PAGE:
Think about this: There is a generation of TV viewers alive today who will never have known a time when reality-show casting was any less inclusive and diverse than it is today: Always getting more representative of the world around us, more real.
Logo's new series, "Finding Prince Charming," which premieres Thursday (Sept. 8), is a stepping stone from the almost entirely straight, white world of Bachelor Nation. While gay-themed dating shows have tried, and failed miserably, in the past, 2016 could be the year that cookie-cutter mold is successfully broken.
The basic concept remains unchanged: Everyday people, just looking for "true love," on the national stage. In a competition hosted by Lance Bass, 13 bachelors move into a mansion, and try to win the heart of interior design firm owner, Robert Sepulveda Jr.
While many will be quick to judge the series before watching, this is not just "The Gay Bachelor." Zap2it got to sit down and speak with Bass about the series, and there's one rumor he quickly dispels: The contestants are not all hooking up with each other.
Even though there were no rules against that, Lance told us the suitors truly respected the process. He also notes that if two contestants did find love with each other -- that would actually be great! If two men are attracted to one another, then they've found their guy -- and neither of them is the one for Robert! It's a win/win, for everyone involved.
"Prince Charming" will have drama that no Bachelor Nation ever had to deal with -- there are lots of small differences unique to the experience of gay men in our culture that have no precise parallel, which can make for unexpected dynamics and situations, for those of us used to watching (and cracking on) dating shows. The series would be a big story whatever Logo tried to do with those details -- embrace them, or smooth them over for a wider audience -- but thankfully the network has chosen to do the former.
For example: It was recently revealed Mr. "Prince Charming" himself used to be an escort. While this is true, and something which Robert openly discusses with dignity, he says rumors he was also a pornographic video star are false.
"There is a video circulating out there that I shot privately and sent to an ex-boyfriend. It feels so violating that someone would take something so private and share it with the world," Sepulveda Jr. tells People. "I want to work to make sure there are laws protecting people from similar situations. It's just not right."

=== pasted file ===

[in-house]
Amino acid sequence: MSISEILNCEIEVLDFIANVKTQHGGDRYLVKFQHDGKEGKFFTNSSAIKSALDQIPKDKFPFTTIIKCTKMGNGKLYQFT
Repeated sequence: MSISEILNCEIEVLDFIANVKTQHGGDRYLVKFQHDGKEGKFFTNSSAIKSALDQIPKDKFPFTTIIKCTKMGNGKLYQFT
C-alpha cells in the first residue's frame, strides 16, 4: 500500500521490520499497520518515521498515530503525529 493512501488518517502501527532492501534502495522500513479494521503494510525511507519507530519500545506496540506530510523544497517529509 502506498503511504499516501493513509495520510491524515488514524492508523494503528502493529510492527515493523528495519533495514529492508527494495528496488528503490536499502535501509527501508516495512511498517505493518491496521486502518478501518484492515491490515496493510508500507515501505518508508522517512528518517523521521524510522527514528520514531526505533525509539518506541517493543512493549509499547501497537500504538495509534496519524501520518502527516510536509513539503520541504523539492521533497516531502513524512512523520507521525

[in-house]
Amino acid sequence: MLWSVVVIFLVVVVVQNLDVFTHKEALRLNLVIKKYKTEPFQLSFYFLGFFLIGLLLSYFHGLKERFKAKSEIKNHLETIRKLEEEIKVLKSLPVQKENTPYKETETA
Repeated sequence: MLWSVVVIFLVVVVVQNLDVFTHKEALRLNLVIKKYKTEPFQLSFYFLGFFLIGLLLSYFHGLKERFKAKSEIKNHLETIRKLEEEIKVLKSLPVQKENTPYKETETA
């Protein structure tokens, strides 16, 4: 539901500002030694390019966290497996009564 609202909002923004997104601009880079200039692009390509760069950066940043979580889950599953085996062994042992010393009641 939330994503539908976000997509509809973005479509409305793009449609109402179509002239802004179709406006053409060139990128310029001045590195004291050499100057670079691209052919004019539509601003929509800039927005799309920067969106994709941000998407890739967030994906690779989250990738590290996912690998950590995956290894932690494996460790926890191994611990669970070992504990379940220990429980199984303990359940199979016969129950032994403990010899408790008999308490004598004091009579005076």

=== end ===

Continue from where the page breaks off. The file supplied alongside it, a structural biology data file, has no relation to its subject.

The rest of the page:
While the premiere could feel like the show's pushing a "Look! Gay people are just like straight people" agenda, that's not where the show's going. Think about what happens when you get past first impressions and truly get to know somebody: Dark and perhaps unpleasant things can come to light, as you form a clearer picture. Is any of us undeserving of love because of unfortunate decisions we've made in the past? No. That's not how that works at all.
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Sepulveda appears very nervous in the premiere, but as the story moves along, we hope he'll get more comfortable in this role. For the leading man of a groundbreaking show, we get the disarming feeling that he's clearly not made for reality TV stardom. That's not an insult by any means -- and the show has balanced out his nerves by surrounding him with so many strong personalities: The producers definitely hand-picked these suitors with this 33-year-old former fashion model in mind.
Starring as "Prince Charming's" host was "an emotional rollercoaster" for Lance Bass as well, especially after one contestant opened up about his HIV status.
"HIV/AIDS is a big subject for the LGBT community," the former N'Sync singer explains. "They've been though a lot. And there's such a huge stigma. I'm glad this was uncovered when shooting. It adds a beautiful education to the show, where people can get over this stigma of dating someone with HIV."
As for how the suitors meet "Prince Charming" for the first time, it's a delicious twist that only this series could pull off. Lance also tells us there will be no rose ceremonies! Instead, a black tie affair will be thrown for those chosen to stay each week.
"These guys form a bond that is really beautiful to watch," Bass says. "They bring out a lot of things they've never talked about in their lives. As a gay man growing up, you're so warped as to what you view relationships are like. You're told you can't get married, you can never have a monogamous relationship... The worst things are said about who you are. So it's great to see a group of guys finding themselves, sometimes for the first time, and be able to talk about it."
"Finding Prince Charming" premiers on Tuesday night at 9 p.m. ET/PT on Logo.